Q & A with Allan McNish
|By Simon Strang||Friday, June 12th 2009, 15:45 GMT|
Q. Your qualifying lap looked like you were trying hard.
Allan McNish: Oh I was. Yesterday was pretty tight for time because we had four hours to do a lot of work. Even though it was semi-dry on Wednesday to be honest it was irrelevant in terms of car set-up and what were able to get out of it. We needed to do our tyre verification, our set-up work and so many other different things because the car is still so new.
We did some long runs on the tyres, which took up the whole night in reality, and I wasn't initially going to have a fast run, it was more Tom [Kristensen] that was going to be in the position for that. But because of the way our scheduling worked we were not going to be out for the first 30 minutes of the second session, and I was just at the right point where I had finished a stint, and there were six minutes to go, so I took the opportunity for a run.
That was quite good because I had just started to get a feel for the car. The delay in the time, meant a lot of cars pulled in early to get their work done in the shorter break between the two sessions. So the track was reasonably clear, and we were within two seconds of the chequered flag when I crossed the line.
So all the way around my out-lap they were telling me; 'Push, Push, Push.' So I had to work the tyres harder than I ideally would liked to have done. It actually wasn't that bad, but I would have preferred not to have given them such an attacking out-lap. I had to get past the flag in time and get a chance of it.
Once I did get the chance the lap was quite clean, there was a couple of cars in front of me but nothing in the wrong point. It was a good clean lap and I was quite happy with it.
Q. Are you worried about the pace of the Peugeots?
AM: The Peugeot has pace in hand. Before my lap Franck Montagny had done two red sectors, and interestingly got held up by his team-mate [Pedro Lamy]. Then he brake-tested him! So life in the Peugeot camp might be very fast in the car, but not necessarily calm out of it. They are fighting their own little battles. That is quite humorous from our point of view when you stand there and watch it.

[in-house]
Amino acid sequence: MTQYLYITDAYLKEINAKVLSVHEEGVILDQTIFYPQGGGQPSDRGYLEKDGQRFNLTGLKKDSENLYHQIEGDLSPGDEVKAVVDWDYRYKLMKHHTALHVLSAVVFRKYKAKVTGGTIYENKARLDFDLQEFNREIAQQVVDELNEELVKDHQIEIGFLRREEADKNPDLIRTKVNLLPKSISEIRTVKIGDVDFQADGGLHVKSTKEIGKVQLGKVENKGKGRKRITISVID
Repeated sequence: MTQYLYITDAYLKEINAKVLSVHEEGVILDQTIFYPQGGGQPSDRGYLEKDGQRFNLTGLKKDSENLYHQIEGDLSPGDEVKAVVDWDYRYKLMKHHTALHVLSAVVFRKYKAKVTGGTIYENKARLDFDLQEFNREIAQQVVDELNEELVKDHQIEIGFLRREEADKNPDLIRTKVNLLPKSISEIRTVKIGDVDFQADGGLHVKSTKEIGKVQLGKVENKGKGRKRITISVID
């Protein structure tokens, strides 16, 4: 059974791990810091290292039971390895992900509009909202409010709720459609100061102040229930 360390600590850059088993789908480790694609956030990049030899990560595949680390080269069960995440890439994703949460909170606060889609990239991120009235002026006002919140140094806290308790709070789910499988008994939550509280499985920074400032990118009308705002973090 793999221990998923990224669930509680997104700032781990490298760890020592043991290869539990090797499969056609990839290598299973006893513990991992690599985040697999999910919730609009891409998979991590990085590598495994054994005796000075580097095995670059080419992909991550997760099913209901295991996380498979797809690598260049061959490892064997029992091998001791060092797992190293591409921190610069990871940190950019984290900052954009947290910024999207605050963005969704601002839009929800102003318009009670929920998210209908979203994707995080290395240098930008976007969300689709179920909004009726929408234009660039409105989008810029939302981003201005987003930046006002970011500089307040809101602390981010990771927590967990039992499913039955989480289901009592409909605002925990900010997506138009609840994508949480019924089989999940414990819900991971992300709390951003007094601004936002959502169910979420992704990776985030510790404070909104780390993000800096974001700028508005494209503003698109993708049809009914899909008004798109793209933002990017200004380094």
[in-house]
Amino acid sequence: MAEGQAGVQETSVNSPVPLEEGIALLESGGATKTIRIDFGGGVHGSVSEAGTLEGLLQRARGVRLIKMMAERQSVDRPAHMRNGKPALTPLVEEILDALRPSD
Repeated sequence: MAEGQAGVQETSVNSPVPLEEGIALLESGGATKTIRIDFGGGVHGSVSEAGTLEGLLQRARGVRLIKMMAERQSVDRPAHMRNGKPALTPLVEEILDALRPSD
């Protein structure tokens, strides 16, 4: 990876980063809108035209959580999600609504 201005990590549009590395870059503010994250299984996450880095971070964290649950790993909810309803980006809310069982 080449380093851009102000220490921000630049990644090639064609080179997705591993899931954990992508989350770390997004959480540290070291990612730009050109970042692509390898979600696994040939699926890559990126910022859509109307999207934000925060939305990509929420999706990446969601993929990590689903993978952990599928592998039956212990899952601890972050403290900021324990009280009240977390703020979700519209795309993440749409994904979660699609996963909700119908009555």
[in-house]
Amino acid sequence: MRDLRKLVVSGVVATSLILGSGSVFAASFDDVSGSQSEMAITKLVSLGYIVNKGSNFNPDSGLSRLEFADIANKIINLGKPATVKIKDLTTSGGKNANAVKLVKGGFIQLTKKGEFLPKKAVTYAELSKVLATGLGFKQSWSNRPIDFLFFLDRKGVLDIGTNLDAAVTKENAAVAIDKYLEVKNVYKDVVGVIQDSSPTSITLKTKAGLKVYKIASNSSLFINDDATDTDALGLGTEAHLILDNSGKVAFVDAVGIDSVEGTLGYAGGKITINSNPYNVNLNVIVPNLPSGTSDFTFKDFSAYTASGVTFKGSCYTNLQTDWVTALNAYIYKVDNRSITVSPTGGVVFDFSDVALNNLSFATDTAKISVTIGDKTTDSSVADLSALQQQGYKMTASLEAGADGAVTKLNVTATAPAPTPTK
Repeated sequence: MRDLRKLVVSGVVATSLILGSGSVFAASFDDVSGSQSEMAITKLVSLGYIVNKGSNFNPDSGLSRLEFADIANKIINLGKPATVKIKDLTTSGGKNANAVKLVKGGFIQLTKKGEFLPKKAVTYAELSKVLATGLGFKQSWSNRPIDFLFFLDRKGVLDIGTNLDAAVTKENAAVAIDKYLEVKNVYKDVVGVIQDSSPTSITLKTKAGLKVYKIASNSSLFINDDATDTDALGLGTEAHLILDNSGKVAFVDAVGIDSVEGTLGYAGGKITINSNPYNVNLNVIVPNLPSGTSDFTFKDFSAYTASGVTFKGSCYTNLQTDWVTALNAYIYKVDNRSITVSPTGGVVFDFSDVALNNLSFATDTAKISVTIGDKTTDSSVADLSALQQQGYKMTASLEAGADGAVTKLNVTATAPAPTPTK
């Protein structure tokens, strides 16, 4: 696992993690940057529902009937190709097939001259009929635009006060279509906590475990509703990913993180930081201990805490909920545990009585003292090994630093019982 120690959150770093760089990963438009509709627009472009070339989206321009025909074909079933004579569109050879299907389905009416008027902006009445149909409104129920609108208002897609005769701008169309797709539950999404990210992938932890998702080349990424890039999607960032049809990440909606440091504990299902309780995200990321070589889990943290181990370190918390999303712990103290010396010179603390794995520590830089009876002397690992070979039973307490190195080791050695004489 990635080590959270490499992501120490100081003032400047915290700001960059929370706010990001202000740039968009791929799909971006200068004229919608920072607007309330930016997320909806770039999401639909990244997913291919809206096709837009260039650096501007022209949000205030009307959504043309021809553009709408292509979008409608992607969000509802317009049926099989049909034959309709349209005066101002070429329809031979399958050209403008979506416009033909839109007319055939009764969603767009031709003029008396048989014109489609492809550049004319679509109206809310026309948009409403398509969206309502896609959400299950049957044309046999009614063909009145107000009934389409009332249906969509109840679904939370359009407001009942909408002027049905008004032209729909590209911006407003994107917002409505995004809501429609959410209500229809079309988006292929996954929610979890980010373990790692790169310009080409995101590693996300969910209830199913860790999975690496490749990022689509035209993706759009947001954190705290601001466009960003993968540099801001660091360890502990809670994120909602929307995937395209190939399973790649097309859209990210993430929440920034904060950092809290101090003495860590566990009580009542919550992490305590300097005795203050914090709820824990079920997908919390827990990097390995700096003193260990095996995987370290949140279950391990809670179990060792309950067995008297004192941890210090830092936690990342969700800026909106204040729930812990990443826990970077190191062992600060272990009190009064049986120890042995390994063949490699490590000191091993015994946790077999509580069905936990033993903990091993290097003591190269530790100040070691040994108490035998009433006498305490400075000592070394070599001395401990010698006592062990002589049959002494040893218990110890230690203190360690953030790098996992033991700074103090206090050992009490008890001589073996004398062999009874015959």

But the two red sectors, and the fact that he got held up and still did a 3m26s - I calculated they are capable of 21s. Which is one and half – 1.7s quicker than us, which is roughly where I think it probably is. That's further away than I was hoping but it is a still a lot closer than it was last year.
Q. Do you put that gap down to being a new car?
AM: I think the advantages they had in Sebring have been multiplied here. There they had a straightline speed advantage, and that is significant here because there are five or six long, big straights. They definitely do benefit there.
Q. Will that help in the race though, or do you need cornering grip to get past the traffic?
AM: There are two theories here. Some people feel you need corner speed to overtake and some feel you need straightline speed to blast past people on the straights. As long as you have good enough aero in the corners then blat past them on the straights, then that is the best way to do it.
I have to say the Pescarolo Peugeot came past me, and I was on a long run, and he could stay behind okay through Tertre Rouge and he came past me on the straight. So even the old car has a reasonable set-up on it.
Q. Are you where you want to be or are you not very happy?
AM: I would like to be in a position where we had another session tonight to get to where we want to be. We now have a clearer picture with the three cars having done different programmes, so we know better where to go from here and I am quite confident we'll get a car balance that we actually need. The car was significantly better after the break than before it.
Q. So there is still a lot of room for improvement in the car?
AM: There is definitely a bit more to come from the car. We have always been better in race trim than in qualifying. We run very close to our race trim and that has been a strength of Audi for a long period of time. I think as drivers we have got the capability to keep it up there at 99% for 100% of the time in every condition. And the adaptability is still a very big strength.
It's a tough battle there's no question, but we are in the ballpark. We were in the ballpark from a much further distance behind last year and the fact that Peugeot had to put two sets of tyres on at the end of the night to try and grab pole means that they are obviously looking over the shoulder at us. And with all the various stuff that's active in the press means that they're nervous and rightly so. Because you have to take a team and a driver line-up like we have got in all three cars seriously. We take them seriously. But the race is on.